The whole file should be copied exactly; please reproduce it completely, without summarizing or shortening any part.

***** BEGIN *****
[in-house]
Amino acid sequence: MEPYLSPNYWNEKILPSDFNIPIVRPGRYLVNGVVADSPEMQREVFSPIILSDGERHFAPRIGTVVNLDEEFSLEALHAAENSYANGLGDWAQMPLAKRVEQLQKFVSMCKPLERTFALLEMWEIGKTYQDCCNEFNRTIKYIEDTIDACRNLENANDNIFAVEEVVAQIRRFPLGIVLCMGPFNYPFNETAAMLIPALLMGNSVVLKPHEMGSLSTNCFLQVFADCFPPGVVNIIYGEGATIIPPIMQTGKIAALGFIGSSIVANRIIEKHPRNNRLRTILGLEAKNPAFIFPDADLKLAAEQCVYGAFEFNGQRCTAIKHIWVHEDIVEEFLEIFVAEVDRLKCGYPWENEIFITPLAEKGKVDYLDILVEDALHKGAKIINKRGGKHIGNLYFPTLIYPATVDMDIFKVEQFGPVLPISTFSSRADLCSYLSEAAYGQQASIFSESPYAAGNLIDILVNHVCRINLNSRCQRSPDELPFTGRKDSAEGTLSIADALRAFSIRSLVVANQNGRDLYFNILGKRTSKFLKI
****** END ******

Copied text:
[in-house]
Amino acid sequence: MEPYLSPNYWNEKILPSDFNIPIVRPGRYLVNGVVADSPEMQREVFSPIILSDGERHFAPRIGTVVNLDEEFSLEALHAAENSYANGLGDWAQMPLAKRVEQLQKFVSMCKPLERTFALLEMWEIGKTYQDCCNEFNRTIKYIEDTIDACRNLENANDNIFAVEEVVAQIRRFPLGIVLCMGPFNYPFNETAAMLIPALLMGNSVVLKPHEMGSLSTNCFLQVFADCFPPGVVNIIYGEGATIIPPIMQTGKIAALGFIGSSIVANRIIEKHPRNNRLRTILGLEAKNPAFIFPDADLKLAAEQCVYGAFEFNGQRCTAIKHIWVHEDIVEEFLEIFVAEVDRLKCGYPWENEIFITPLAEKGKVDYLDILVEDALHKGAKIINKRGGKHIGNLYFPTLIYPATVDMDIFKVEQFGPVLPISTFSSRADLCSYLSEAAYGQQASIFSESPYAAGNLIDILVNHVCRINLNSRCQRSPDELPFTGRKDSAEGTLSIADALRAFSIRSLVVANQNGRDLYFNILGKRTSKFLKI